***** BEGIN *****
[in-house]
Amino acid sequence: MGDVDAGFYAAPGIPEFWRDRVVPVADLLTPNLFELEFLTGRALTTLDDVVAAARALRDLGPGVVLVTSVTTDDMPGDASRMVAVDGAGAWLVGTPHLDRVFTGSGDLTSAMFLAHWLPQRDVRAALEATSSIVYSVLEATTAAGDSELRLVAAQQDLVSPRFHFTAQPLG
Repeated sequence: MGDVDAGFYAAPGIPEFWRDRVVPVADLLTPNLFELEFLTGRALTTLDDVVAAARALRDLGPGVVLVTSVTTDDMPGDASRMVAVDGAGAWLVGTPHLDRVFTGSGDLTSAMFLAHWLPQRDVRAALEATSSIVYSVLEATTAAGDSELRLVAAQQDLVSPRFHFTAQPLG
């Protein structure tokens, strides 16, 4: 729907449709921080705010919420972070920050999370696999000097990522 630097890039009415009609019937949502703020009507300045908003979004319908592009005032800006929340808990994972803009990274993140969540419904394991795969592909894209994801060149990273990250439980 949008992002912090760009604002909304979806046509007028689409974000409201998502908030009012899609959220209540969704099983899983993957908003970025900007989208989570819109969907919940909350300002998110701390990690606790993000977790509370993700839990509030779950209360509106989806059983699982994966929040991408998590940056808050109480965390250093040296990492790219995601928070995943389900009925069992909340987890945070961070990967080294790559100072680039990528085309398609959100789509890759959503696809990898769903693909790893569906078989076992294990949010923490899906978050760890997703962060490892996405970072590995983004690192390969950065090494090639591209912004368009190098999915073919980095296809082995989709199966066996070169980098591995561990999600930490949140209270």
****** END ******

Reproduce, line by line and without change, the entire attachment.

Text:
[in-house]
Amino acid sequence: MGDVDAGFYAAPGIPEFWRDRVVPVADLLTPNLFELEFLTGRALTTLDDVVAAARALRDLGPGVVLVTSVTTDDMPGDASRMVAVDGAGAWLVGTPHLDRVFTGSGDLTSAMFLAHWLPQRDVRAALEATSSIVYSVLEATTAAGDSELRLVAAQQDLVSPRFHFTAQPLG
Repeated sequence: MGDVDAGFYAAPGIPEFWRDRVVPVADLLTPNLFELEFLTGRALTTLDDVVAAARALRDLGPGVVLVTSVTTDDMPGDASRMVAVDGAGAWLVGTPHLDRVFTGSGDLTSAMFLAHWLPQRDVRAALEATSSIVYSVLEATTAAGDSELRLVAAQQDLVSPRFHFTAQPLG
């Protein structure tokens, strides 16, 4: 729907449709921080705010919420972070920050999370696999000097990522 630097890039009415009609019937949502703020009507300045908003979004319908592009005032800006929340808990994972803009990274993140969540419904394991795969592909894209994801060149990273990250439980 949008992002912090760009604002909304979806046509007028689409974000409201998502908030009012899609959220209540969704099983899983993957908003970025900007989208989570819109969907919940909350300002998110701390990690606790993000977790509370993700839990509030779950209360509106989806059983699982994966929040991408998590940056808050109480965390250093040296990492790219995601928070995943389900009925069992909340987890945070961070990967080294790559100072680039990528085309398609959100789509890759959503696809990898769903693909790893569906078989076992294990949010923490899906978050760890997703962060490892996405970072590995983004690192390969950065090494090639591209912004368009190098999915073919980095296809082995989709199966066996070169980098591995561990999600930490949140209270």